Composition Food waste Paper Yard waste Plastics Cardboard Metals

<30% 15-20% <10% <10% <5% <5%

Disposal/Management of waste Open dumps considered to be unsanitary. Methane gas is released into air as microorganisms decompose solid waste. This poses a fire hazard. Liquid from these dumps may contaminate the ground water. Landfills Solid waste is placed in a hole, compacted and covered with a thin layer of soil every day. This reduces the danger of fires and the amount of odour. Advantage It is convenient, initial costs are low, basic requirements are land for the site and transport arrangement. Idea that waste will degrade and decompose hence more space will become available. However, when too much waste is being produced, very little oxygen gets to the bottom and the waste does not decompose. Considered best method for hazardous waste disposal by on site burial schemes.

Disadvantages 1. 2. Suitable land near urban areas becoming scarce and expensive/has to compete with other land uses. Cost of transportation to site increasing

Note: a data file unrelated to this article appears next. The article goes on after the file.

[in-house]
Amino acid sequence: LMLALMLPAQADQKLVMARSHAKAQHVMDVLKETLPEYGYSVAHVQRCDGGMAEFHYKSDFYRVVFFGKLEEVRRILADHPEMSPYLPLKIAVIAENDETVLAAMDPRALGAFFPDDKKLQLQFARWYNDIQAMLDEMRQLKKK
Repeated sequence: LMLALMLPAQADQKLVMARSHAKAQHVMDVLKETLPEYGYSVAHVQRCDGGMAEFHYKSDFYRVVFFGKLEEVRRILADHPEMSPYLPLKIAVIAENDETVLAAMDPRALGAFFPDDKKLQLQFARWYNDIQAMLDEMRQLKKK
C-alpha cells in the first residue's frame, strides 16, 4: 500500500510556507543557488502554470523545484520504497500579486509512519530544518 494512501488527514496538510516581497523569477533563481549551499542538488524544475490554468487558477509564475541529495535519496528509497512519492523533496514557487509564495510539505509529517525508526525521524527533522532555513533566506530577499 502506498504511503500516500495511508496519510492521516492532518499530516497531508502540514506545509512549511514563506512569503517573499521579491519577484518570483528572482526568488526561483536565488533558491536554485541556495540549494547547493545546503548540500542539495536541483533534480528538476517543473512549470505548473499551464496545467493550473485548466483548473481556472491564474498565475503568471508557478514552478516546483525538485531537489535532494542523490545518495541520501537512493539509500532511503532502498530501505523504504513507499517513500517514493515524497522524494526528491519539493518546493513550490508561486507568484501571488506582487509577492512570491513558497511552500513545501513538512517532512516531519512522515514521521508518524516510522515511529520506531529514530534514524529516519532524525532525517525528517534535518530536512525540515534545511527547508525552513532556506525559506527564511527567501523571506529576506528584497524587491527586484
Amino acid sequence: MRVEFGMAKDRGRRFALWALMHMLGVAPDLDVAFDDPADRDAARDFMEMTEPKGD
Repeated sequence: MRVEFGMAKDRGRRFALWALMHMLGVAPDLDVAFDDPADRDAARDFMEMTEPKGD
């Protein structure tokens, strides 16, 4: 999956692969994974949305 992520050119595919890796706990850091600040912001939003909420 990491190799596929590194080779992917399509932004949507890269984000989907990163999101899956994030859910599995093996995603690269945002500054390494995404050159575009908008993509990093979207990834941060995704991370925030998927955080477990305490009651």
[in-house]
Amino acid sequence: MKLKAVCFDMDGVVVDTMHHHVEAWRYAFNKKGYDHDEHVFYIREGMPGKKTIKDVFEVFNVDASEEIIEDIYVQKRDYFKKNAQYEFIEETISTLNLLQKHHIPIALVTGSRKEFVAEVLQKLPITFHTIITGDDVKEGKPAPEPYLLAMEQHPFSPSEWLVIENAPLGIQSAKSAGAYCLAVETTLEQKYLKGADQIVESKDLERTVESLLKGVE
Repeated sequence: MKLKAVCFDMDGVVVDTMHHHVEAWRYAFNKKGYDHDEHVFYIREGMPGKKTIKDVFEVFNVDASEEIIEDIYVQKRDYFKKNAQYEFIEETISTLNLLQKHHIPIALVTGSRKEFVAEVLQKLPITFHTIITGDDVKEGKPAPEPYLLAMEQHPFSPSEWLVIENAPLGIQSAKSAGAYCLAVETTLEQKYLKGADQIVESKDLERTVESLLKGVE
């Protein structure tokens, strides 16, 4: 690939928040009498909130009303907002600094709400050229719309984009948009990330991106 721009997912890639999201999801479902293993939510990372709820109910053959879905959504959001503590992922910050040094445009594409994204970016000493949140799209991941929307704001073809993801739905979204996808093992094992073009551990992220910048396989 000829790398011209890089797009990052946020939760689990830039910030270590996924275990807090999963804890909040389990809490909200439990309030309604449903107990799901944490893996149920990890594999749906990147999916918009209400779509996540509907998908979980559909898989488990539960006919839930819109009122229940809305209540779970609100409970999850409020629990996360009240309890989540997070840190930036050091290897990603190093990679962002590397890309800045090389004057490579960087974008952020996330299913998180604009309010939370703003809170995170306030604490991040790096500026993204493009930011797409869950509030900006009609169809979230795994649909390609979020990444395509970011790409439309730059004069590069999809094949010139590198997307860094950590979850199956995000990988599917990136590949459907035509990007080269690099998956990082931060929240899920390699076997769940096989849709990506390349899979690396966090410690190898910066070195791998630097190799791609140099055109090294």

4. 5.

Produces hazardous gases, solids, liquids from burial waste. Rain percolating down through site may drain out as polluted leachate contaminating soil and local ground and surface water supplies. Build up of combustible gases may cause the problem of rubbish fires. Act as a significant producer of greenhouse methane contributing to global warming.

Modern landfills (sanitary) have improved designs to regulate and control pollution, smells, litter, insects and rodents. They have a clay/plastic liner at bottom of landfill to prevent leaching and methane is vented to prevent fire. Incineration two positive things accomplished: o Volume of solid waste reduced by up to 90% o Process produces heat which if properly channeled, can produce steam to warm buildings or generate electricity. o Glass and food wastes should be removed. Best materials for incineration are paper, plastics and rubber. o 50% of all used tyres in the US were incinerated in 1995. This is one of the best uses for old tyres because burning rubber produces much heat. o Possible production of toxic air pollutants is the major disadvantage. Composting converting organic wastes such as kitchen waste, grass clippings, branches, and leaves into soil conditioners such as compost and mulch. This is the best disposal method for organic waste.